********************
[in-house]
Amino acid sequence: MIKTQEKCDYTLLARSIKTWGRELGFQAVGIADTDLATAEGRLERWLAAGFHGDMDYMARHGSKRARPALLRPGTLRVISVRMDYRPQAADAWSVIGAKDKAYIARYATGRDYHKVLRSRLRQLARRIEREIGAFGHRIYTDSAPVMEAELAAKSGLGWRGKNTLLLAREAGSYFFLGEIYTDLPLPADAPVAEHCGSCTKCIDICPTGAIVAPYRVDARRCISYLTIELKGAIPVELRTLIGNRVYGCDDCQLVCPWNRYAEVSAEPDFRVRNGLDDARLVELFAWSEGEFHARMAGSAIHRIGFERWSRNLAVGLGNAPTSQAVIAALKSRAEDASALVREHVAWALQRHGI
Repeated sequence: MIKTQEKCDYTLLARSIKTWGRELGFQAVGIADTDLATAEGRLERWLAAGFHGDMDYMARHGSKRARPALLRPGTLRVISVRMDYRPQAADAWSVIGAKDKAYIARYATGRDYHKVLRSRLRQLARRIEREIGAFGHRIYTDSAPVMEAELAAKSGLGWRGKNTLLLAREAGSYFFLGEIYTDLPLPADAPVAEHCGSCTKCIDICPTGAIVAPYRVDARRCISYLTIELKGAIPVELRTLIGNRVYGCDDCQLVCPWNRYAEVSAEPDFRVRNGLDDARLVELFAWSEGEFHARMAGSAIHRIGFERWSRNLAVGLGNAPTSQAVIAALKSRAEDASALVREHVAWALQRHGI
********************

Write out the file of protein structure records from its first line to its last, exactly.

[in-house]
Amino acid sequence: MIKTQEKCDYTLLARSIKTWGRELGFQAVGIADTDLATAEGRLERWLAAGFHGDMDYMARHGSKRARPALLRPGTLRVISVRMDYRPQAADAWSVIGAKDKAYIARYATGRDYHKVLRSRLRQLARRIEREIGAFGHRIYTDSAPVMEAELAAKSGLGWRGKNTLLLAREAGSYFFLGEIYTDLPLPADAPVAEHCGSCTKCIDICPTGAIVAPYRVDARRCISYLTIELKGAIPVELRTLIGNRVYGCDDCQLVCPWNRYAEVSAEPDFRVRNGLDDARLVELFAWSEGEFHARMAGSAIHRIGFERWSRNLAVGLGNAPTSQAVIAALKSRAEDASALVREHVAWALQRHGI
Repeated sequence: MIKTQEKCDYTLLARSIKTWGRELGFQAVGIADTDLATAEGRLERWLAAGFHGDMDYMARHGSKRARPALLRPGTLRVISVRMDYRPQAADAWSVIGAKDKAYIARYATGRDYHKVLRSRLRQLARRIEREIGAFGHRIYTDSAPVMEAELAAKSGLGWRGKNTLLLAREAGSYFFLGEIYTDLPLPADAPVAEHCGSCTKCIDICPTGAIVAPYRVDARRCISYLTIELKGAIPVELRTLIGNRVYGCDDCQLVCPWNRYAEVSAEPDFRVRNGLDDARLVELFAWSEGEFHARMAGSAIHRIGFERWSRNLAVGLGNAPTSQAVIAALKSRAEDASALVREHVAWALQRHGI